top of page
Search

Healing Generational Trauma





Generational trauma, also known as intergenerational trauma, is a concept that has gained significant attention in both psychological circles and mainstream discourse. This type of trauma isn't just about the emotional and psychological effects of traumatic experiences that a person directly encounters. Instead, it involves the transmission of these impacts from one generation to the next, affecting individuals who were not themselves direct witnesses or victims of the original traumatic events.


What is Generational Trauma?

Generational trauma can originate from a variety of sources: severe economic hardship, war, displacement, domestic violence, and systematic oppression are just a few examples. These experiences don't simply vanish with those who first endured them. Instead, the consequences can ripple through families, affecting how parents interact with their children, influencing coping mechanisms, and even altering individual’s stress responses genetically.


One of the most studied instances of generational trauma involves the descendants of the survivors of the Holocaust. Research shows that many carry profound psychological scars, manifesting in anxiety, depression, and other mental health issues, stemming from the traumas their ancestors endured. Children and grandchildren of Holocaust survivors often report heightened anxiety levels, despite never having experienced the horrors themselves.



Healing Generational Trauma

Healing from generational trauma is complex and requires a multi-faceted approach.


  1. Becoming Aware of It: The first step in healing is recognising the presence of generational trauma. This involves understanding family history and acknowledging the patterns that may have been passed down. Awareness can come from personal reflection, conversations with family members, or even professional genealogical research.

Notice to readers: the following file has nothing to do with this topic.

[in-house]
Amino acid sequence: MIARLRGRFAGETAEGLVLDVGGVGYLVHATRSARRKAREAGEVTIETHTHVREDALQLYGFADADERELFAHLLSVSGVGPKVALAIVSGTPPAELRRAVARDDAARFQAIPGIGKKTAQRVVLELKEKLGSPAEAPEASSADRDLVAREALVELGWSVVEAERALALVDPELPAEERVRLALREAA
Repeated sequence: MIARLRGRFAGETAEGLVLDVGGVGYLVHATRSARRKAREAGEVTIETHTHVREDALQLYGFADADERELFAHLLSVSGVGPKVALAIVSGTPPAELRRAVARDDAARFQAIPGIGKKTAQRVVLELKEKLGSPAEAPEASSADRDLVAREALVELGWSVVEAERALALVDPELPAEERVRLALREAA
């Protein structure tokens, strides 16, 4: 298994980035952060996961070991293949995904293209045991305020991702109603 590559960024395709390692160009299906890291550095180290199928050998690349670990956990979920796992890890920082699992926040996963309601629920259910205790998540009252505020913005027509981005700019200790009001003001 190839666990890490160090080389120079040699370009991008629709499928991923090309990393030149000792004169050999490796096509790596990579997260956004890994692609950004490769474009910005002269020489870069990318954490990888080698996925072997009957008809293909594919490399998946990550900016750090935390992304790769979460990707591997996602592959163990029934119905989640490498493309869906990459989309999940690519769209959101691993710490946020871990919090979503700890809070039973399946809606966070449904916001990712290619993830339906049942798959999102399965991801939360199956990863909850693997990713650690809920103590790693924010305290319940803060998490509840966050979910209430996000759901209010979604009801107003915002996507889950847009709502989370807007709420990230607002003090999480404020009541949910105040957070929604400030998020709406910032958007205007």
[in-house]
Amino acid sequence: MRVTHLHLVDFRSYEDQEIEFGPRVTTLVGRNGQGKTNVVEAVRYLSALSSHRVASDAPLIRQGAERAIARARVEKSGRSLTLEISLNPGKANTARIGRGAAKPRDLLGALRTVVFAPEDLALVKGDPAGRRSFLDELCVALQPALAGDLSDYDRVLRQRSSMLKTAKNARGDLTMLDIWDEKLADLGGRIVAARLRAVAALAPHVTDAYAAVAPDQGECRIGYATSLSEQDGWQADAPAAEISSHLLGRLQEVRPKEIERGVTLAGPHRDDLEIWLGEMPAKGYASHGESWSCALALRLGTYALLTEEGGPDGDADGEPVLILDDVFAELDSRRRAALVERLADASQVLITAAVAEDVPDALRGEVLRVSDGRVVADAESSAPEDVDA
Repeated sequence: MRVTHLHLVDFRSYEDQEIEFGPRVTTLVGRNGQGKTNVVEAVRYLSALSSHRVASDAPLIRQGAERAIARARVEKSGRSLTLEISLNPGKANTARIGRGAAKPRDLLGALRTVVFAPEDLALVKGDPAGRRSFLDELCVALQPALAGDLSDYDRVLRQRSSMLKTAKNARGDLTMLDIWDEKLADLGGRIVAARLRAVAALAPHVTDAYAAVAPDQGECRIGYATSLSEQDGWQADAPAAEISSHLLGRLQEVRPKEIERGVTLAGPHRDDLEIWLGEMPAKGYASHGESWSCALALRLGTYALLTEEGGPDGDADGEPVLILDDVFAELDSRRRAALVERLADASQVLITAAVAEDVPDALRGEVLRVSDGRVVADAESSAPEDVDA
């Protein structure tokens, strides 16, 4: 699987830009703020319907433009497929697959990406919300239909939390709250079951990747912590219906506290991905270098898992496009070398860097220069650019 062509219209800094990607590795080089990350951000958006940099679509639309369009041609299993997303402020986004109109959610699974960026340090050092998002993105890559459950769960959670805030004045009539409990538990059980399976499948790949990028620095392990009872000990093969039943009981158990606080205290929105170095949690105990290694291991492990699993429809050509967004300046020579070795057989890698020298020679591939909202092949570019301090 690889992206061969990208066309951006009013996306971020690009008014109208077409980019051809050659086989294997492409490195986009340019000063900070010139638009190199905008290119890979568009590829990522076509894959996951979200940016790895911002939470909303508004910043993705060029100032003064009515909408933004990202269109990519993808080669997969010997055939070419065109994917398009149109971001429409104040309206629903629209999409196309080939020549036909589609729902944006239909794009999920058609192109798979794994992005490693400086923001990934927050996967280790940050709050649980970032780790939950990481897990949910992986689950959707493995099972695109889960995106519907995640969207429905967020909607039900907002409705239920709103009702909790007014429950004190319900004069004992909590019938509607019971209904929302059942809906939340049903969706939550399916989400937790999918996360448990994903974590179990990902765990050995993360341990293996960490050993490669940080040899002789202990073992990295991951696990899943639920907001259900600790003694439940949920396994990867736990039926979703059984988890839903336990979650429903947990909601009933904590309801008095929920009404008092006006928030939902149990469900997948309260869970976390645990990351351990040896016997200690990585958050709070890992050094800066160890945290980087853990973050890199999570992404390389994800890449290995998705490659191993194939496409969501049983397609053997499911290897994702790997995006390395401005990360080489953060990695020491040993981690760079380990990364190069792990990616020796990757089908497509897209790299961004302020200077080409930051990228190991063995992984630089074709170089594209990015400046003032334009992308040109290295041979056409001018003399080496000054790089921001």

2. Practice Self-Acceptance and Self-Compassion: Healing is an inward journey that requires patience and kindness towards oneself. Mindfulness practices and meditation can help with this. Self-compassion involves forgiving ourselves for not being perfect and understanding that it's okay to struggle or feel overwhelmed.

  3. Connecting with People who you Trust: Trauma often isolates those who carry its burden, but healing often happens in the context of relationships. Building connections with people who are supportive and understanding can provide a safe space to express feelings and experiences. These relationships, whether they are familial, friendships, or community connections, are fundamental in providing the emotional security needed for healing.

  4. Seek Therapy from a Trauma-Informed Therapist: Trauma-informed therapists are specially trained to understand the wide-reaching effects of trauma and can guide you to come into a different relationship with trauma. A therapist can help you to become aware of embedded patterns, cycles, and narratives that you continue to carry. Therapy can then help you to transform your relationship with trauma and guide you to connect to narratives you want to now carry forward to your family and future generations.

Conclusion

Generational trauma is a profound force that can shape lives and communities across multiple generations. This healing not only benefits the individual but can also profoundly impact future generations, offering them a healthier, more stable foundation. The journey of healing is challenging but deeply worthwhile if we are to lead more conscious and fulfilled lives.

2 views0 comments

Comments


bottom of page